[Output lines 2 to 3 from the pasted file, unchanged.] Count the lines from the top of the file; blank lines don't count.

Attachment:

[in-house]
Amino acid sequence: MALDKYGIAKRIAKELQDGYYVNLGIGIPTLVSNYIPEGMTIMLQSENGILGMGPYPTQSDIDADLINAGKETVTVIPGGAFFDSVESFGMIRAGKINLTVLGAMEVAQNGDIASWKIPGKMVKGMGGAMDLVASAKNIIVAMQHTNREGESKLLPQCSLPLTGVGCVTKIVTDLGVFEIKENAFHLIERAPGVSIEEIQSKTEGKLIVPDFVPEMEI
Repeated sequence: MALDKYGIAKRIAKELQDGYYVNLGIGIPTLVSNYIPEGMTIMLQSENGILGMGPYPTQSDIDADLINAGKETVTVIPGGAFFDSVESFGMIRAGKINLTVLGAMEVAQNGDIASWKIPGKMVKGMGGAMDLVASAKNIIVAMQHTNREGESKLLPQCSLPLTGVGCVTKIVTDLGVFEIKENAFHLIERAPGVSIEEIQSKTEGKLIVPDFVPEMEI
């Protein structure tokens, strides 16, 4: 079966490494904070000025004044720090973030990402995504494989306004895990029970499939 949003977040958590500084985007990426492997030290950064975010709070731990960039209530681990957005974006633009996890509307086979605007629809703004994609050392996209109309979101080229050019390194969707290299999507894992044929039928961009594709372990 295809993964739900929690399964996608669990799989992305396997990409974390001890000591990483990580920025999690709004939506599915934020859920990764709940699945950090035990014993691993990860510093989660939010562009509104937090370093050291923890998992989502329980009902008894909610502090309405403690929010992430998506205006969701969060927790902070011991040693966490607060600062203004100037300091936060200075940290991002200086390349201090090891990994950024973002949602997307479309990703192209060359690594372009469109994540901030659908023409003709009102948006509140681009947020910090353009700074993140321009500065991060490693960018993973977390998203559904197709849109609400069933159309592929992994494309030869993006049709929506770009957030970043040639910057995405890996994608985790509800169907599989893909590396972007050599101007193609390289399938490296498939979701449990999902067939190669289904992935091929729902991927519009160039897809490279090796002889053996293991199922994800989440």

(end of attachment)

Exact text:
Amino acid sequence: MALDKYGIAKRIAKELQDGYYVNLGIGIPTLVSNYIPEGMTIMLQSENGILGMGPYPTQSDIDADLINAGKETVTVIPGGAFFDSVESFGMIRAGKINLTVLGAMEVAQNGDIASWKIPGKMVKGMGGAMDLVASAKNIIVAMQHTNREGESKLLPQCSLPLTGVGCVTKIVTDLGVFEIKENAFHLIERAPGVSIEEIQSKTEGKLIVPDFVPEMEI
Repeated sequence: MALDKYGIAKRIAKELQDGYYVNLGIGIPTLVSNYIPEGMTIMLQSENGILGMGPYPTQSDIDADLINAGKETVTVIPGGAFFDSVESFGMIRAGKINLTVLGAMEVAQNGDIASWKIPGKMVKGMGGAMDLVASAKNIIVAMQHTNREGESKLLPQCSLPLTGVGCVTKIVTDLGVFEIKENAFHLIERAPGVSIEEIQSKTEGKLIVPDFVPEMEI